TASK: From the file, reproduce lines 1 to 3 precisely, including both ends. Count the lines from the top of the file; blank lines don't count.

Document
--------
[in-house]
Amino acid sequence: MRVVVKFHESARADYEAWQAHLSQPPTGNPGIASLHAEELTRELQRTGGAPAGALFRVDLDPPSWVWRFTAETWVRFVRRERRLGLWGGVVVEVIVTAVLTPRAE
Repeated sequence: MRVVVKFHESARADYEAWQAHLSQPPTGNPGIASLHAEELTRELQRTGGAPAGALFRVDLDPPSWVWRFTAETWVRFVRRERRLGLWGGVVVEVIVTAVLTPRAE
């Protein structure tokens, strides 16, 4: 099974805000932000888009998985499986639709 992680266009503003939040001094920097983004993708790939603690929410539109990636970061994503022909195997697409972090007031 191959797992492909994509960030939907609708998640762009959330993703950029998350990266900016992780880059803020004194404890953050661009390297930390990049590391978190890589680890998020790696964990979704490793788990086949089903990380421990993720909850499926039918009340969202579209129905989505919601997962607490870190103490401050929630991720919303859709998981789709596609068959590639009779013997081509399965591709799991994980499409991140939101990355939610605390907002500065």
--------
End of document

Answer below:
[in-house]
Amino acid sequence: MRVVVKFHESARADYEAWQAHLSQPPTGNPGIASLHAEELTRELQRTGGAPAGALFRVDLDPPSWVWRFTAETWVRFVRRERRLGLWGGVVVEVIVTAVLTPRAE
Repeated sequence: MRVVVKFHESARADYEAWQAHLSQPPTGNPGIASLHAEELTRELQRTGGAPAGALFRVDLDPPSWVWRFTAETWVRFVRRERRLGLWGGVVVEVIVTAVLTPRAE